After highlighting on Tuesday the different degrees of devotion among fans in the Carolinas, today we see how far and wide the Panthers' influence is in other states and countries.
There's no question the biggest concentration of the faithful is in the Piedmont, but as the Panthers prepare for Saturday's showdown against the Cardinals, we've heard from many others who live and work nowhere near Bank of America Stadium.
Maybe it's no surprise to find followers down the road in Atlanta, where economic development consultant Matthew Tarleton and technical instructor Scott Gross profess their devotion despite living in Falconland. Heck, Gross even works in Flowery Branch, home of the Falcons headquarters.
Beyond the Southeast, though, Panthers fans are in every time zone. There's the school crowd, from high school student Barron Christopher in Kokomo, Ind., to Alex Baxter, a law student at the University of California Berkeley who moved from Charlotte to the Golden State after the 1996 season but is planning to be at Saturday's game.
Other West Coast Panther fans include Raul Carrillo in the Los Angeles area, Andy Sims in San Francisco and Aaron Jacobson in Fresno, who explains his devotion this way:
"My dad tried to raise me a Bears fan, but I rebelled and chose the Raiders because he hated them so much. But I never really watched football. I didn’t know many rules or anything.
Then during the '94 season I started really paying attention and heard about some new expansion teams that were coming out. So I figured hey, I’m starting to really get into this, let’s start fresh. I picked the Panthers over the Jaguars because of the coaching staff and some of the players they were picking up. Since then I’ve been a die-hard fan.
I have a fantasy vacation where one day, I’ll travel to the East Coast see a game, the stadium, the city and then travel to Talladega to watch Dale Earnhardt Jr. race my favorite track. It’ll be a costly trip, but one I can’t wait to take."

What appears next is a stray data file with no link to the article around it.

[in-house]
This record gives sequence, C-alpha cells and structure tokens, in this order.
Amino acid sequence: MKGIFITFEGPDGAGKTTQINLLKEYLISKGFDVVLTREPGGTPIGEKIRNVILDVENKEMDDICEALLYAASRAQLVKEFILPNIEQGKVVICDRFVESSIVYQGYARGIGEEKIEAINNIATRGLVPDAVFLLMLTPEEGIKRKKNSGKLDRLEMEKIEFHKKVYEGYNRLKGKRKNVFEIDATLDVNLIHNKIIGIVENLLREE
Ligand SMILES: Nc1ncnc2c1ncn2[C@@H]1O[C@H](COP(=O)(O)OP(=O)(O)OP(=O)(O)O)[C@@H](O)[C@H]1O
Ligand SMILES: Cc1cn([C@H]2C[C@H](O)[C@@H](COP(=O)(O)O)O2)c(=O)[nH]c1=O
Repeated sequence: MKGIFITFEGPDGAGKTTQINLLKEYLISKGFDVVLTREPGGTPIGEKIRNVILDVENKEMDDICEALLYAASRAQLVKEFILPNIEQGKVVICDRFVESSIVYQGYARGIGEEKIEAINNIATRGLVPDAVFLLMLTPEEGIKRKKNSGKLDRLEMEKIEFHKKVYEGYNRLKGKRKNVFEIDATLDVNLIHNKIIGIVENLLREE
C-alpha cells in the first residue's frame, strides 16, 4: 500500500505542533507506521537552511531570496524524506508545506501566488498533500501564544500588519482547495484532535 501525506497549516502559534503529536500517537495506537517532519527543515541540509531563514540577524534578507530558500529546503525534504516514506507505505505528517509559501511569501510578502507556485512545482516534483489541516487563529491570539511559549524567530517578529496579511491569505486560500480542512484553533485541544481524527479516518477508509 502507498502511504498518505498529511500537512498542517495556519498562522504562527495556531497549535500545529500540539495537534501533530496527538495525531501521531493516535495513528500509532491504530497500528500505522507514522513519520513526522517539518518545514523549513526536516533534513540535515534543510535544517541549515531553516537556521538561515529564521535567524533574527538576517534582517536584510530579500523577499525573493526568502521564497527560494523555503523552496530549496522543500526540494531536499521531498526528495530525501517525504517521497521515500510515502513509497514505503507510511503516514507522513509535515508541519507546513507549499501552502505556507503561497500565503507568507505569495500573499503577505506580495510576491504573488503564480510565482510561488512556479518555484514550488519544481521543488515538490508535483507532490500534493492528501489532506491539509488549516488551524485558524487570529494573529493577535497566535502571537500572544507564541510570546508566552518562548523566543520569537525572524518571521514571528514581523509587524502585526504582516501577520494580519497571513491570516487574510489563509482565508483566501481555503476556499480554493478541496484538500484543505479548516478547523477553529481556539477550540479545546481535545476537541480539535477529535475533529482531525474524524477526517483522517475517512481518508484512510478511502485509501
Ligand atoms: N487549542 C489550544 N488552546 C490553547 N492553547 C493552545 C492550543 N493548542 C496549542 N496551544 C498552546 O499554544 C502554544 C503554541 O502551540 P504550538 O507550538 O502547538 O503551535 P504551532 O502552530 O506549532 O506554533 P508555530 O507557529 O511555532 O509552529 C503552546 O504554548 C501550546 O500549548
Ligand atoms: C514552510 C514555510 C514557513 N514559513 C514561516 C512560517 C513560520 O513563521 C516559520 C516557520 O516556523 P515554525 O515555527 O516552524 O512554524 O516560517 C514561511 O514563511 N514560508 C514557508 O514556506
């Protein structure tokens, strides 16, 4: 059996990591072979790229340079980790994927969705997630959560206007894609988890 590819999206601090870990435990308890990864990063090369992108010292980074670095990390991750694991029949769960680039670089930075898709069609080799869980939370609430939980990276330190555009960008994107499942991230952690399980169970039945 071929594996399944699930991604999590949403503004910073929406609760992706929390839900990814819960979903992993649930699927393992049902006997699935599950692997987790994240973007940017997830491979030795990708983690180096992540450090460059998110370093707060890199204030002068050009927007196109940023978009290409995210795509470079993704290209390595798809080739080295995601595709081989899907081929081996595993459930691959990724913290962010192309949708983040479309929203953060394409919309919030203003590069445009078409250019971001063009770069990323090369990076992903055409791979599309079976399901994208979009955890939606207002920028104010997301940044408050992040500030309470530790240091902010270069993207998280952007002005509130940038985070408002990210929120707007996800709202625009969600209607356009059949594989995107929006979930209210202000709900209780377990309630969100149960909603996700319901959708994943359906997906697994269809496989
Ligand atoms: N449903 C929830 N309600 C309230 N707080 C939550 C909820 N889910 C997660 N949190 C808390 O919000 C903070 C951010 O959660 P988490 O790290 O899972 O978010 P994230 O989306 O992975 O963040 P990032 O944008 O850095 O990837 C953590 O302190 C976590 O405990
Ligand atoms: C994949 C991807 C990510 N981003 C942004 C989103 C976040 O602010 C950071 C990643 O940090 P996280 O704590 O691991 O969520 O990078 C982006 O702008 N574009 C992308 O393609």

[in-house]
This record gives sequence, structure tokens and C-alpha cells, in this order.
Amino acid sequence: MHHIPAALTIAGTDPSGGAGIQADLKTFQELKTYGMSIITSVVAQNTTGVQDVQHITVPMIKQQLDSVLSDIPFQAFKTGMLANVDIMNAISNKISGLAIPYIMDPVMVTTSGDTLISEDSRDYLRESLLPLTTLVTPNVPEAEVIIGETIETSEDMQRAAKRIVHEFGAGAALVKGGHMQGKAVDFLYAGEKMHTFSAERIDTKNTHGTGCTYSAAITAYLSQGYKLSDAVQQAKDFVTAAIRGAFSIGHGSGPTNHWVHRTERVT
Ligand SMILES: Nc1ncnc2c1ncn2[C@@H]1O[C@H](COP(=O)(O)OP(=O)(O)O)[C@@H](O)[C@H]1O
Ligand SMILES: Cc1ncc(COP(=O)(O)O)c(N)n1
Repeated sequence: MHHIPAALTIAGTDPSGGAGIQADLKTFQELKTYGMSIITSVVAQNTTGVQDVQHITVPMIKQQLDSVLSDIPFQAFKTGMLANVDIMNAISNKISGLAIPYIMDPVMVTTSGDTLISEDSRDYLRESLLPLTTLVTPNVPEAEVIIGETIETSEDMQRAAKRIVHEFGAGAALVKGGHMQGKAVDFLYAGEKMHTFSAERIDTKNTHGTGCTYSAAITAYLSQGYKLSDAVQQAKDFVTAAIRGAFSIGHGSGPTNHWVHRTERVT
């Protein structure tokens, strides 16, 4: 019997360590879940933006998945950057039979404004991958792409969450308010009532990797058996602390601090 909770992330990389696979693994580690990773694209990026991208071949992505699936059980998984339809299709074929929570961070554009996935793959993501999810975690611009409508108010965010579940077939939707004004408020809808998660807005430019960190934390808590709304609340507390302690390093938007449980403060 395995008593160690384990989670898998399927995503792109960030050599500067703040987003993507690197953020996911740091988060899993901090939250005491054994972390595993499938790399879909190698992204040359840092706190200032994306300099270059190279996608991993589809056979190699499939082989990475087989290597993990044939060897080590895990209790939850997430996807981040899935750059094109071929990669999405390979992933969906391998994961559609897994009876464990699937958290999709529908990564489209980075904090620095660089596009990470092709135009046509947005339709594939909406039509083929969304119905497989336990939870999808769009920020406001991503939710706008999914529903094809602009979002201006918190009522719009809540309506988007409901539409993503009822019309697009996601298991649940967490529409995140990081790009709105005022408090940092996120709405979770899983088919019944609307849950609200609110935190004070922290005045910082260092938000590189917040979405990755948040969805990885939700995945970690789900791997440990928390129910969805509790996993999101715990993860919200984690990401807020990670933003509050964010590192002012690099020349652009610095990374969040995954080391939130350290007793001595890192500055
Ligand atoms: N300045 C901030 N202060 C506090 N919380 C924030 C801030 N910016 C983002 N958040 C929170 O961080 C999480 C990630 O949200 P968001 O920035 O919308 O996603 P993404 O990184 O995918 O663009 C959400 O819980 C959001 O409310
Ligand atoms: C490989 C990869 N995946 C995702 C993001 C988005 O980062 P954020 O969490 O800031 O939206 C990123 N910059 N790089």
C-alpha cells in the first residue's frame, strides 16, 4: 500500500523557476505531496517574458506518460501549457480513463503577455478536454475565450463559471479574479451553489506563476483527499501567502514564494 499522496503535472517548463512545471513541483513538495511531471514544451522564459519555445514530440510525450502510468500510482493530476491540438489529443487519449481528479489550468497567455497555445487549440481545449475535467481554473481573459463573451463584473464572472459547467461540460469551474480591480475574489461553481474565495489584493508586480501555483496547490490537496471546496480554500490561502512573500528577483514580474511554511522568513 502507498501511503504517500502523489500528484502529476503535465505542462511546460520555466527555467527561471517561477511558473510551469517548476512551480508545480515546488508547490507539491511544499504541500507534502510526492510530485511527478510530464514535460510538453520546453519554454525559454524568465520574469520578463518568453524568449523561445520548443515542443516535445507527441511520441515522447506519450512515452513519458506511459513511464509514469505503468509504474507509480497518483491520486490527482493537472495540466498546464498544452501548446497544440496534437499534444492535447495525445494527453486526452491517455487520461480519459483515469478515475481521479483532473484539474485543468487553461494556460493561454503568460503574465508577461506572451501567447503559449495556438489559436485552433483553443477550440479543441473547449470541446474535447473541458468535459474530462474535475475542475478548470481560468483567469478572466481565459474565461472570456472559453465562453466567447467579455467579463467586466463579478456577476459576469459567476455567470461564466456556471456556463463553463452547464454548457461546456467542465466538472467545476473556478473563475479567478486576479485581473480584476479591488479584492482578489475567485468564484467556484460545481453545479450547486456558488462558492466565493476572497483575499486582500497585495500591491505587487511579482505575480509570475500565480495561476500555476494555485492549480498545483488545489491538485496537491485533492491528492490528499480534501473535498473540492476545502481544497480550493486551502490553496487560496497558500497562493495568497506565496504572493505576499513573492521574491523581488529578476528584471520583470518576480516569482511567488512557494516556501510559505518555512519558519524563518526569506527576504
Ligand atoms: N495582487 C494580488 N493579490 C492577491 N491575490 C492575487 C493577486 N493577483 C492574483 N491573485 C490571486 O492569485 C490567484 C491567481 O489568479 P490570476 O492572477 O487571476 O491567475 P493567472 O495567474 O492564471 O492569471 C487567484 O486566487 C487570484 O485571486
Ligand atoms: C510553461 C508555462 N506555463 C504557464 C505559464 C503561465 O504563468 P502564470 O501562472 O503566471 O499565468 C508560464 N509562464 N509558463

In Albuquerque, N.M., Jason Gallegos said that when he was a kid his parents gave him a poster with every NFL team helment on it. "When I first laid eyes on the Panthers helmet," he said, "I was an instant fan."
Then there's the military. This story has more, and we've also heard from Trace McBride of the U.S. Air Force in Crestview, Fla. and Brian Fjeld, an Air Force meteorologist in Mountain Home, Idaho. While they may have a hard time seeing Panthers games, it's nothing compared to what Jerry Senatore went through while in Iraq with the U.S. government in 2005 and 2007.
"I remember staying up late to catch many football games. Baghdad was eight hours ahead, so the 1 p.m. games were easy. The 4 p.m. games were challenging. I ended up catching reruns of the Monday night games."
The recent story on fans in the military also reminded Senatore of this impressive photo.
So clearly Panthers Nation extends across the country. Can anyone out there top the West Coast or soldiers stationed overseas? Where else are Panthers fans lurking and waiting for Saturday's big game?